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Guy Verhofstadt (1953) Belgian prime minister

Guy Verhofstadt was born on April 11, 1953 in Dendermonde, Belgium. Dad Verhofstadt was a jurist in the liberal trade union. At secondary school Guy was rather insubordinate, preferring to solve problems on his own. As a law student at the University of Ghent (1971-1975), he took an active part in the Flemish Liberal student union.

After Verhofstadt graduated, he entered the local political arena in 1976, being elected as a member of the town council. In 1977, he became political secretary of liberal PVV (Partij voor Vrijheid en Vooruitgang) chairman Willy De Clercq. This helped Verhofstadt to become the new chairman of the PVV youth in 1979. The liberal youth soon introduced a radical manifesto to thoroughly revitalize the party. (That year Guy Verhofstadt also married Dominique Verkinderen. In the 1990s they got two children, Charlotte and Louis.)

The energy of the young PVV'ers helped the liberals to become larger than ever in Belgium in 1981. De Clercq became Minister of Finance and 29-year-old Verhofstadt was elected the country's youngest party leader with 85 percent of the votes.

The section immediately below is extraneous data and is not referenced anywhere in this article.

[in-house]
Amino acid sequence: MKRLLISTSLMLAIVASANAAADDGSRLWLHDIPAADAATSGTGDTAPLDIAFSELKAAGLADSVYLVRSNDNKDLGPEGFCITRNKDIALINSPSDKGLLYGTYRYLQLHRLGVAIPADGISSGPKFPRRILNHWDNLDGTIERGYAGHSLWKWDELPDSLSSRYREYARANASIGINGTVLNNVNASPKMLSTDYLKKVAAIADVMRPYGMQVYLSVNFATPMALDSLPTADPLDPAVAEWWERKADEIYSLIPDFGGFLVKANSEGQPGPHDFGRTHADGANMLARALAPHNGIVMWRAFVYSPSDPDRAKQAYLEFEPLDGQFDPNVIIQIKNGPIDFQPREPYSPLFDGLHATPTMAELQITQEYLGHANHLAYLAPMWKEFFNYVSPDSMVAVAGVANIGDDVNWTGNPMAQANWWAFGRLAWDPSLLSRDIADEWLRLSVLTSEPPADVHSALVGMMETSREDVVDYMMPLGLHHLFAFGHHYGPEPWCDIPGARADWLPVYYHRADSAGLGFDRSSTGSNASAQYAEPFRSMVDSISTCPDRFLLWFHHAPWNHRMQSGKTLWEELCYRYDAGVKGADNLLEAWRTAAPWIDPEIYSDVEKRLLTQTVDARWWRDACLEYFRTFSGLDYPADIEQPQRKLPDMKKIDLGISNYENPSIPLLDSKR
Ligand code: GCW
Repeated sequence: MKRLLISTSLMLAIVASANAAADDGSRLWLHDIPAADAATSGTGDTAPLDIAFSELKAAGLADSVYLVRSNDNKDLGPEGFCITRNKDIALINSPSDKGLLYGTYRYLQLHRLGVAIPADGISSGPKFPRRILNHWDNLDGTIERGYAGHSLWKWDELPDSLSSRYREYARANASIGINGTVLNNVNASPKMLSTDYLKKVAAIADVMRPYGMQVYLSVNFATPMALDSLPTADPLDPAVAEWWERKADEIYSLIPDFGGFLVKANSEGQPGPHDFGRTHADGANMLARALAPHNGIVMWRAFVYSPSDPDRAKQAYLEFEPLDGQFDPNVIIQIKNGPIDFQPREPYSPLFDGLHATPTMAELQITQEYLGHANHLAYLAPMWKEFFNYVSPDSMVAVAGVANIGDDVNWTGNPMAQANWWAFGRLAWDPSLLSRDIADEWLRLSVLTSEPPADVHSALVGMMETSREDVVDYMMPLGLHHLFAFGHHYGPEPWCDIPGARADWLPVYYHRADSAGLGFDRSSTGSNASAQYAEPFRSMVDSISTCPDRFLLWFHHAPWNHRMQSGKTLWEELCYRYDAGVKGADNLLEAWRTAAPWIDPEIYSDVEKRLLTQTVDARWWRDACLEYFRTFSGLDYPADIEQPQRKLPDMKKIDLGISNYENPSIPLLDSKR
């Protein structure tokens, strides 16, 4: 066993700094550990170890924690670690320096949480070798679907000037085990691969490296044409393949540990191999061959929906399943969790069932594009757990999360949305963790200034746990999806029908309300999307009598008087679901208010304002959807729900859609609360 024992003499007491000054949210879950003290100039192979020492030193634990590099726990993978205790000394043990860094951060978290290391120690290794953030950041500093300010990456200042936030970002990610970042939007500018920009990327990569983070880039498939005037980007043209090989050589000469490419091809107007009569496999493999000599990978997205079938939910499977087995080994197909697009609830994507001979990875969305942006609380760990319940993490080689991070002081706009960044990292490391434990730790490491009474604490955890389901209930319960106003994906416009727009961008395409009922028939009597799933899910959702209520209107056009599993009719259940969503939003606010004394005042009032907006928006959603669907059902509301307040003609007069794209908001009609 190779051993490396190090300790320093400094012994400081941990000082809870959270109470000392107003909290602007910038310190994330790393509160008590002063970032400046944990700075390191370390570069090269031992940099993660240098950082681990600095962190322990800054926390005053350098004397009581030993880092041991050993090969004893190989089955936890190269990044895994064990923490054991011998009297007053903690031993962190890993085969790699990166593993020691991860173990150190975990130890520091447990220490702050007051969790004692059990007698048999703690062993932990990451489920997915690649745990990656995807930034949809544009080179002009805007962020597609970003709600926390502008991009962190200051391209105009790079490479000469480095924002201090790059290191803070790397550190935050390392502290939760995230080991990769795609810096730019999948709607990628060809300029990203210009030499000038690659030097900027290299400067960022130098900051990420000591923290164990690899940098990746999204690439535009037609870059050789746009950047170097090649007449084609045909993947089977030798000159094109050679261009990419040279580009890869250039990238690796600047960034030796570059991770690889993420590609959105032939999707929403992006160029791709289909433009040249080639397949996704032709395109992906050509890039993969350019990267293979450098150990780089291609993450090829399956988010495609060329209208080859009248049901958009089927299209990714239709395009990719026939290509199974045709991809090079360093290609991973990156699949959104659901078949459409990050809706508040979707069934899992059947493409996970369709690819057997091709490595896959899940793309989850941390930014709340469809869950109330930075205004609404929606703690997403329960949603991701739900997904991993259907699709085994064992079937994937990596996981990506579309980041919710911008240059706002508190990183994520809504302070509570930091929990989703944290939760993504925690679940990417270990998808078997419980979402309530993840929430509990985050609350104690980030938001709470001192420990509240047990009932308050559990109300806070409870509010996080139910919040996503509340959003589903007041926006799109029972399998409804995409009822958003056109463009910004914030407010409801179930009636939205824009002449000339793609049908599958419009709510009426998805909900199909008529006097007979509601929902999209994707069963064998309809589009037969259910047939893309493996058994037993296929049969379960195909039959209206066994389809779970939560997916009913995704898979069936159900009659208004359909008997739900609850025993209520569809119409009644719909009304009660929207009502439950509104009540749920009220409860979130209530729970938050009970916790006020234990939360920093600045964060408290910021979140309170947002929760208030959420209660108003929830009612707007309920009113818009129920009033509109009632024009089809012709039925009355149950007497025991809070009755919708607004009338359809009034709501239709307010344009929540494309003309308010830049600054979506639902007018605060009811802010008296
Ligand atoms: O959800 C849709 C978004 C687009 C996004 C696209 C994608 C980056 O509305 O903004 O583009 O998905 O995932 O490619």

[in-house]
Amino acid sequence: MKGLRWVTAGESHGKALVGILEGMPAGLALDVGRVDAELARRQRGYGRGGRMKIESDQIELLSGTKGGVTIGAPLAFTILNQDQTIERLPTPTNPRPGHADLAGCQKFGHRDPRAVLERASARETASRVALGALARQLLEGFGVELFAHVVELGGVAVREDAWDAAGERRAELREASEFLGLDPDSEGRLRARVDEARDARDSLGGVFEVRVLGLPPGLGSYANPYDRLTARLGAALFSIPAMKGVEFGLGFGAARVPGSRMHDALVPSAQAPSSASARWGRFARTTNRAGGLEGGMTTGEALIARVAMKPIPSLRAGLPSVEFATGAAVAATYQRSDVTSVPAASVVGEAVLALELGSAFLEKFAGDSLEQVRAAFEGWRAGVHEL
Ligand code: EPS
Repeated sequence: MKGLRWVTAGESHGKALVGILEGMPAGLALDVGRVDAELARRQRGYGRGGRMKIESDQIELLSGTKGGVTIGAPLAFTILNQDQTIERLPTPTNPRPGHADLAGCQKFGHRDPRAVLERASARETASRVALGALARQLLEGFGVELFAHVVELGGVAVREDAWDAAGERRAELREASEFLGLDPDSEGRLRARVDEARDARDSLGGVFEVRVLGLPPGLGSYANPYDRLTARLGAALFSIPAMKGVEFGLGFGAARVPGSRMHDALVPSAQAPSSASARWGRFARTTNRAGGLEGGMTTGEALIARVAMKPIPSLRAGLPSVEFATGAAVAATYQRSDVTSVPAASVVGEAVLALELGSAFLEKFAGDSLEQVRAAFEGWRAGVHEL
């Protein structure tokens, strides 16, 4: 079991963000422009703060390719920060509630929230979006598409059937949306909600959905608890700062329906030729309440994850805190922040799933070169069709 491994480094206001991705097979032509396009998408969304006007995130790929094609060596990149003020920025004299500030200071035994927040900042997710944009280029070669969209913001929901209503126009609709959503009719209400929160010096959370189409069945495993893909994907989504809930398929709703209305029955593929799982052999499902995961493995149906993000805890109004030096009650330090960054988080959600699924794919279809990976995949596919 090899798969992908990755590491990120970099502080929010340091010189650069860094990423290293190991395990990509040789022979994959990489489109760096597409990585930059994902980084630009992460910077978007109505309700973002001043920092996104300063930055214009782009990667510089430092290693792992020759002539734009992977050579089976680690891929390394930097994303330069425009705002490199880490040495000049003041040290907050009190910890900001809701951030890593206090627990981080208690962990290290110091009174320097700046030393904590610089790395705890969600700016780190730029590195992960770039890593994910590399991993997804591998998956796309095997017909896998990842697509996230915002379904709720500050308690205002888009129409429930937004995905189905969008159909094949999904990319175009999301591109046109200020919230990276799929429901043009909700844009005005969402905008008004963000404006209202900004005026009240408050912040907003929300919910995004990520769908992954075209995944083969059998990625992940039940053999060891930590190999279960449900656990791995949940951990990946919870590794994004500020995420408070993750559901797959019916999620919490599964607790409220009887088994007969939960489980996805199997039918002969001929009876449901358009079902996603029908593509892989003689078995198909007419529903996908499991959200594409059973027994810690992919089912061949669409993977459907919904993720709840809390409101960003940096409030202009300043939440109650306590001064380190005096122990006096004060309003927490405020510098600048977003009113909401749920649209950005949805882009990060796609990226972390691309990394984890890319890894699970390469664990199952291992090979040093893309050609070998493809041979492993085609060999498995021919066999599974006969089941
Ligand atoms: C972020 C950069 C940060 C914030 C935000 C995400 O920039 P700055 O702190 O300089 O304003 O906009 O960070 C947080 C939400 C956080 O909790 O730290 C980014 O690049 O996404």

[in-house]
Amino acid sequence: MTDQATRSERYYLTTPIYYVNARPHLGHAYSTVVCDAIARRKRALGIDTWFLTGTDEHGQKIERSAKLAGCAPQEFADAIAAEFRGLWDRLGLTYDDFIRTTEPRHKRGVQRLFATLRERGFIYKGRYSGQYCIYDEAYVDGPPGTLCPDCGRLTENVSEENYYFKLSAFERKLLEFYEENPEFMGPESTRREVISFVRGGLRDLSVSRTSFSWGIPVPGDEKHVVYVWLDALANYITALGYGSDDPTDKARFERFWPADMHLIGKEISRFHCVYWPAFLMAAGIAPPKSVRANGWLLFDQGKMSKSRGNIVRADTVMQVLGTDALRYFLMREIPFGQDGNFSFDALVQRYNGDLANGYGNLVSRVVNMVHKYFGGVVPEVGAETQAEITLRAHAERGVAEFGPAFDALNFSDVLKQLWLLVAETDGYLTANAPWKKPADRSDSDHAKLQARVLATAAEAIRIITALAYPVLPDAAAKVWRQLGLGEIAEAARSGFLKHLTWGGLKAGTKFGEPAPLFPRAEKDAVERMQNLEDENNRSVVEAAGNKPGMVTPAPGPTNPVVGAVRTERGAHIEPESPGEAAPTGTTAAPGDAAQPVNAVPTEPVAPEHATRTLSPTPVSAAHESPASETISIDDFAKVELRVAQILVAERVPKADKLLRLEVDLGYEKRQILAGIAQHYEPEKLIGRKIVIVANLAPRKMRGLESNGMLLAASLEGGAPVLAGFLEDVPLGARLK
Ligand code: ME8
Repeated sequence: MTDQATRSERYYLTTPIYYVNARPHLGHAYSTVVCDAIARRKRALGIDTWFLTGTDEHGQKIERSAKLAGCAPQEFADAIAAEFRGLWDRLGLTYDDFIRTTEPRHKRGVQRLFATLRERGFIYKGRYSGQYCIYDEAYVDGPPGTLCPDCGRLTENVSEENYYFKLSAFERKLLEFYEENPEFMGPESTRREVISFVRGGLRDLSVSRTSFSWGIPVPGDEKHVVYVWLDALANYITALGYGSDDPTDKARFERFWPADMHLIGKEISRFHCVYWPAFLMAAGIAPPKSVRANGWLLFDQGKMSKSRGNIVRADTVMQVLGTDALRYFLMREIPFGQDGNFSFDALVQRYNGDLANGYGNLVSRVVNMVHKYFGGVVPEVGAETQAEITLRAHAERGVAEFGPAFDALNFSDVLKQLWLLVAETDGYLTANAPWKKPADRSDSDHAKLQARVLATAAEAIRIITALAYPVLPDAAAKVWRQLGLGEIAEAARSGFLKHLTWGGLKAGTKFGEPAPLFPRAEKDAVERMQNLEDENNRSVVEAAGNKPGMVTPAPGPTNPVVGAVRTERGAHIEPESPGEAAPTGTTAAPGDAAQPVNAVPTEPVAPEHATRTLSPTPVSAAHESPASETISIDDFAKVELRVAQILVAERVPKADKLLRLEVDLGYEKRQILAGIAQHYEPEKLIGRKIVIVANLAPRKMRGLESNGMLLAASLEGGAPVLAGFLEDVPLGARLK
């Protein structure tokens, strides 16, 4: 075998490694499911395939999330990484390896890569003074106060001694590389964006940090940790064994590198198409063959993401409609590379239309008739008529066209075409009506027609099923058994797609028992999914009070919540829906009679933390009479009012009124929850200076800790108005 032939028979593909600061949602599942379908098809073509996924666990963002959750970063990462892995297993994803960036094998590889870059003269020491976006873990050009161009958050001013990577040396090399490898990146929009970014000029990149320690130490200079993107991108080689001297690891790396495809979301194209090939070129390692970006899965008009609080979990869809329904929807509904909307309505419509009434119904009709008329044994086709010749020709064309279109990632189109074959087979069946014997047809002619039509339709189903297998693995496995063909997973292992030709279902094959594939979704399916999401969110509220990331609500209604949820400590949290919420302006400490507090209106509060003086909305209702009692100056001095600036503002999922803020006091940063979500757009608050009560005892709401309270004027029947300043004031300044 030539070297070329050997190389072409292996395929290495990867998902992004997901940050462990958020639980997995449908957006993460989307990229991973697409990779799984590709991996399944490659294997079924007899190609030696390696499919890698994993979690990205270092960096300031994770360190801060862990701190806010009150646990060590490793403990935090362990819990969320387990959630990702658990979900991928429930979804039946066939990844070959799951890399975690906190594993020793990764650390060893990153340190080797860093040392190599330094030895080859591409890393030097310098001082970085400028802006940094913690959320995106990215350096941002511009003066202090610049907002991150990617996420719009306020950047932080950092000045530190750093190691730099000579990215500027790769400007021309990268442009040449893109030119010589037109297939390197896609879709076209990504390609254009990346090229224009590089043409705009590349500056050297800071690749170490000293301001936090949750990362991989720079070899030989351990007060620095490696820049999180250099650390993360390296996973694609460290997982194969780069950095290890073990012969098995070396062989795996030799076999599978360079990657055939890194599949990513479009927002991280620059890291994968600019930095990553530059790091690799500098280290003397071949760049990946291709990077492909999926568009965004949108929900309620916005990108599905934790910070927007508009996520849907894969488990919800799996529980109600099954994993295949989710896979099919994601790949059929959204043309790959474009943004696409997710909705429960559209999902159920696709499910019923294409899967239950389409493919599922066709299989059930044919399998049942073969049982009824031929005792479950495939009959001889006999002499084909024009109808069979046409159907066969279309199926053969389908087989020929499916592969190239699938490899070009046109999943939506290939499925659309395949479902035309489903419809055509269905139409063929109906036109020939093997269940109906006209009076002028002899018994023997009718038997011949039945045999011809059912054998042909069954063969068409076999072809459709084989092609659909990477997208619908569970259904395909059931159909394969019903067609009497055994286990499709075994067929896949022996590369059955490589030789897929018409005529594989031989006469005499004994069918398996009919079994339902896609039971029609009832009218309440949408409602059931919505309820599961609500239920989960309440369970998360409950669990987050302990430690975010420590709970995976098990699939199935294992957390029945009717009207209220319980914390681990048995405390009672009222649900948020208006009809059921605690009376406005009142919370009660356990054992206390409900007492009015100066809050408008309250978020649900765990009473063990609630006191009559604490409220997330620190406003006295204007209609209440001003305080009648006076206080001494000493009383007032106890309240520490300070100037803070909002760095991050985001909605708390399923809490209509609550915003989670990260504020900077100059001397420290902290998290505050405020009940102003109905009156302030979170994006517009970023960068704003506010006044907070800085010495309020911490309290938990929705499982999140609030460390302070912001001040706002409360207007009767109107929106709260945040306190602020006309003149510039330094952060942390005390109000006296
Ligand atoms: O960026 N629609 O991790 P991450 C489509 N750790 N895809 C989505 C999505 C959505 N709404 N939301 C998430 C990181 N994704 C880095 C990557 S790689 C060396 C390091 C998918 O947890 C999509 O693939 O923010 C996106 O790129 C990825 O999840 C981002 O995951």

Three years later, Verhofstadt was asked for the Martens government as Deputy Prime Minister and Minister for Budget, for Scientific Research and for the Plan, as his own website (http://verhofstadt.fgov.be) calls it. Under his influence, the PVV reformed to become the VLD: Vlaamse Liberalen en Democraten VLD - De partij van de burger' (Flemish Liberals and Democrats – the citizen's party). The formation of the VLD was more than a name adjustment. From the very start, it had to be another party, a party "without dogmas, without pressure groups, without prerogatives". Still, the liberals were in the opposition, which began to frustrate Verhofstadt. He left the political stage temporarily.

He returned a year later in 1996. His star began to rise again with his extremely active participation - as a rapporteur - in the Rwanda Committee to investigate the 1994 genocide in the African country. Another year later, Verhofstadt was back as front man of the VLD. In the 1999 elections, the victory of the liberal (and green parties) and the loss of the Christian democrats and the socialists was so tremendous that the next choice was obvious. Liberal leader Verhofstadt was able to form the first purple-green government. Verhofstadt became the first liberal Prime Minister in 61 years. As Belgium had the EU presidency at the time of 9-11 he was President of the Council of Ministers and de facto EU spokesman (alongside Italian Romano Prodi).

Thanks go out to Albert Herring for his remarks.

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